Lord’s classic The Singer of Tales was published in 1960, while Tom was an undergraduate. You can see why a guy who took folk music seriously, as Rush did, would have been drawn to Lord. “Lord explained how Homer managed a seemingly impossible feat,” Rush said. “The poems weren’t memorized; they were composed.” Lord himself was sufficiently impressed by Rush’s approach to folk music that he invited him back to Harvard to lecture in his class after Rush graduated.
I mentioned that I had seen him perform at Boston’s Symphony Hall in 1970 or 1971 at a weekend show during which the electricity went out. Did he remember the show? He said he can’t believe how frequently he is asked about it. Tom remembers it well; he reminded me that the power had gone out about 20 minutes into his show. Symphony Hall management thought that he’d provided money’s worth to his audience. Tom disagreed. He felt compelled to rent the hall himself and invite the audience to return on Sunday for a full show. (Drat! I had to go back to school.)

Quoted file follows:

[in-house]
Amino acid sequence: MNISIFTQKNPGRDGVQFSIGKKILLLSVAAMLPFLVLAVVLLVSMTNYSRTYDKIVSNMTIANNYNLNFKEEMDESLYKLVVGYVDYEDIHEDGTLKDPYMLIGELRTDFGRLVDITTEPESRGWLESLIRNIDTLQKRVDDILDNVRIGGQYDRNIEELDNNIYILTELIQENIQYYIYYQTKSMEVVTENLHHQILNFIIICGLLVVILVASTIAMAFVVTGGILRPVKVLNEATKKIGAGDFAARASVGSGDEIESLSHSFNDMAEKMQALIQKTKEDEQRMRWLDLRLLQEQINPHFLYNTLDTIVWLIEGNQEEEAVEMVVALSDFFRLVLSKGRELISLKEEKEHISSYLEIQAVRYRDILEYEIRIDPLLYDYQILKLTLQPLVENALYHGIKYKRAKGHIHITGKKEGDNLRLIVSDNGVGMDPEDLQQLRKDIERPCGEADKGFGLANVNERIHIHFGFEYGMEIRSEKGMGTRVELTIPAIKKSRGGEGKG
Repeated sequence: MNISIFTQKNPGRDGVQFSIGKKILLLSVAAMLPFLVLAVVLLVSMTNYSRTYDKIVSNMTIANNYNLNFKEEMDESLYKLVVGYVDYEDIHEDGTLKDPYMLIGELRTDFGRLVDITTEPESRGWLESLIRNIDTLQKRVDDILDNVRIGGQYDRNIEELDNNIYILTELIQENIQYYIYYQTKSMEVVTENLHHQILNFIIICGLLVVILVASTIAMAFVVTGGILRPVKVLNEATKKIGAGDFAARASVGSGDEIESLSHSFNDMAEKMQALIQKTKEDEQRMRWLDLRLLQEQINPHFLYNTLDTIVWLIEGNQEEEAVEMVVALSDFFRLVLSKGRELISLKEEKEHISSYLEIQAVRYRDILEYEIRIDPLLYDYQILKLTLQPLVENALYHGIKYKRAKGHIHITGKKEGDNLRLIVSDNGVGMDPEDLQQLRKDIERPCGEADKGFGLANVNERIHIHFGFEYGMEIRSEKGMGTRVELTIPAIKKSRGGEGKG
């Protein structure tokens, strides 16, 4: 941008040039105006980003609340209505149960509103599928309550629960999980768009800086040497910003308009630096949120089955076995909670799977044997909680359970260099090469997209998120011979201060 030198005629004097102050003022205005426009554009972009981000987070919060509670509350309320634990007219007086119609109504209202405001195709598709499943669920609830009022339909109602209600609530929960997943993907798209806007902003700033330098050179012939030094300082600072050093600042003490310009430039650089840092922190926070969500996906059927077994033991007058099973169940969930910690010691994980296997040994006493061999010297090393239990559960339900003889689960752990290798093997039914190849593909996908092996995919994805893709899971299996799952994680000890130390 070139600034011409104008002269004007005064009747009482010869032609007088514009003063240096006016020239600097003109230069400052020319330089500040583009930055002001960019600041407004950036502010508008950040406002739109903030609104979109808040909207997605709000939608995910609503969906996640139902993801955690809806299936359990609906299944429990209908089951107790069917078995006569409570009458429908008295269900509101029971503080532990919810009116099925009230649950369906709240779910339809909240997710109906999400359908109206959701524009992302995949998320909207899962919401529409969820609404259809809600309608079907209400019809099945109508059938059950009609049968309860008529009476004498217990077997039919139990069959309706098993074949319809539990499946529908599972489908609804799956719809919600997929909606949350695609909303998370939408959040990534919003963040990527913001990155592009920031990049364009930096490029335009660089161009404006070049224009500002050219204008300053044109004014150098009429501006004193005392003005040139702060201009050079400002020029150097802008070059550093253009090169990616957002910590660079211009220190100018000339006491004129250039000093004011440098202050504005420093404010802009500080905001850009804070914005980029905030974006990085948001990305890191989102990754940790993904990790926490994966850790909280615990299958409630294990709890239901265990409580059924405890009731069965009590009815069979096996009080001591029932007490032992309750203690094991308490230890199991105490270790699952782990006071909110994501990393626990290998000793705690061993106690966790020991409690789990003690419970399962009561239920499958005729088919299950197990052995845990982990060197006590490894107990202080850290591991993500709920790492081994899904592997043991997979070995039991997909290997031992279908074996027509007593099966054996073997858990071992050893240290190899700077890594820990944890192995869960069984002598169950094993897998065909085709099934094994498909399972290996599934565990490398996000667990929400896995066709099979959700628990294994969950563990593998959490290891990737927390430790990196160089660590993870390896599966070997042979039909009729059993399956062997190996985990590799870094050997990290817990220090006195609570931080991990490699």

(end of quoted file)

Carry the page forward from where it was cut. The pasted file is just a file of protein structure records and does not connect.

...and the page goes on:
After I received his occasional email newsletter a few weeks ago, I asked Tom for another brief interview in advance of his show at the Dakota. I didn’t hear back from him until I was at lunch with Mike on Thursday afternoon. Tom wrote:
Sorry for the too-slow reply! When I send out a newsletter I get hundreds of replies, and yours got buried in the avalanche. I’m on a plane to MSP right now, so I don’t think a phone interview would be of much use, but I look forward to seeing you at the Dakota!
Tom’s excellent site is here. He signed off his email to me with the URL for his current project (the accompanying video previews a few of the new tunes and the opportunity to invite him over for a concert).
Tom’s version of “Galveston Flood” (video below, from side two of Take a Little Walk With Me) is a song that I find floating through my mind with increasing frequency as the years go rolling by. Tom learned the song from Eric Von Schmidt, whom he hails as “the mainspring of the Cambridge folk scene.” Recite after me: “God save the drowning man!”